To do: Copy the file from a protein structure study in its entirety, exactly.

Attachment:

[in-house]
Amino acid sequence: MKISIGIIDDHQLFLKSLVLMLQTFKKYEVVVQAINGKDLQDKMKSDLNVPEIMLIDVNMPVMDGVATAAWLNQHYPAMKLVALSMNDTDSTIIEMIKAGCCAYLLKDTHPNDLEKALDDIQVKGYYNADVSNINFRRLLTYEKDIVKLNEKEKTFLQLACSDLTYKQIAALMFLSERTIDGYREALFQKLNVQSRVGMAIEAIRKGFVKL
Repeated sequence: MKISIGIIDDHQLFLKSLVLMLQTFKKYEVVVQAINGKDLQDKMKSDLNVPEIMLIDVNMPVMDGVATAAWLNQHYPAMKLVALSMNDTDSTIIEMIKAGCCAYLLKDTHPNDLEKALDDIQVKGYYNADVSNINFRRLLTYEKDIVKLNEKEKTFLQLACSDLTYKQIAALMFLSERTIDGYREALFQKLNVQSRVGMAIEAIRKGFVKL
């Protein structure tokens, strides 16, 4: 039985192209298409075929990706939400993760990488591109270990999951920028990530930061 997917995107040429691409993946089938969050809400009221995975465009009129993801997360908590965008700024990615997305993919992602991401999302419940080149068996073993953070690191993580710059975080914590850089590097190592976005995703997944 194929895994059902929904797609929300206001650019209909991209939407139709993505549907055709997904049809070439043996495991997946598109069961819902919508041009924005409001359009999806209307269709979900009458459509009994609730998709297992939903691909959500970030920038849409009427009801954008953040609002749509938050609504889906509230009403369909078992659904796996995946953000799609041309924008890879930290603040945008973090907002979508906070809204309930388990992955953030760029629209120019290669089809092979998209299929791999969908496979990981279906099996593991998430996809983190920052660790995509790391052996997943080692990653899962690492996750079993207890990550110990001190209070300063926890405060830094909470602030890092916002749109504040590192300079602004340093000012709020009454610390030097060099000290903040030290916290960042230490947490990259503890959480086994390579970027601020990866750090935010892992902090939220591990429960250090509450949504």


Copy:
[in-house]
Amino acid sequence: MKISIGIIDDHQLFLKSLVLMLQTFKKYEVVVQAINGKDLQDKMKSDLNVPEIMLIDVNMPVMDGVATAAWLNQHYPAMKLVALSMNDTDSTIIEMIKAGCCAYLLKDTHPNDLEKALDDIQVKGYYNADVSNINFRRLLTYEKDIVKLNEKEKTFLQLACSDLTYKQIAALMFLSERTIDGYREALFQKLNVQSRVGMAIEAIRKGFVKL
Repeated sequence: MKISIGIIDDHQLFLKSLVLMLQTFKKYEVVVQAINGKDLQDKMKSDLNVPEIMLIDVNMPVMDGVATAAWLNQHYPAMKLVALSMNDTDSTIIEMIKAGCCAYLLKDTHPNDLEKALDDIQVKGYYNADVSNINFRRLLTYEKDIVKLNEKEKTFLQLACSDLTYKQIAALMFLSERTIDGYREALFQKLNVQSRVGMAIEAIRKGFVKL
């Protein structure tokens, strides 16, 4: 039985192209298409075929990706939400993760990488591109270990999951920028990530930061 997917995107040429691409993946089938969050809400009221995975465009009129993801997360908590965008700024990615997305993919992602991401999302419940080149068996073993953070690191993580710059975080914590850089590097190592976005995703997944 194929895994059902929904797609929300206001650019209909991209939407139709993505549907055709997904049809070439043996495991997946598109069961819902919508041009924005409001359009999806209307269709979900009458459509009994609730998709297992939903691909959500970030920038849409009427009801954008953040609002749509938050609504889906509230009403369909078992659904796996995946953000799609041309924008890879930290603040945008973090907002979508906070809204309930388990992955953030760029629209120019290669089809092979998209299929791999969908496979990981279906099996593991998430996809983190920052660790995509790391052996997943080692990653899962690492996750079993207890990550110990001190209070300063926890405060830094909470602030890092916002749109504040590192300079602004340093000012709020009454610390030097060099000290903040030290916290960042230490947490990259503890959480086994390579970027601020990866750090935010892992902090939220591990429960250090509450949504």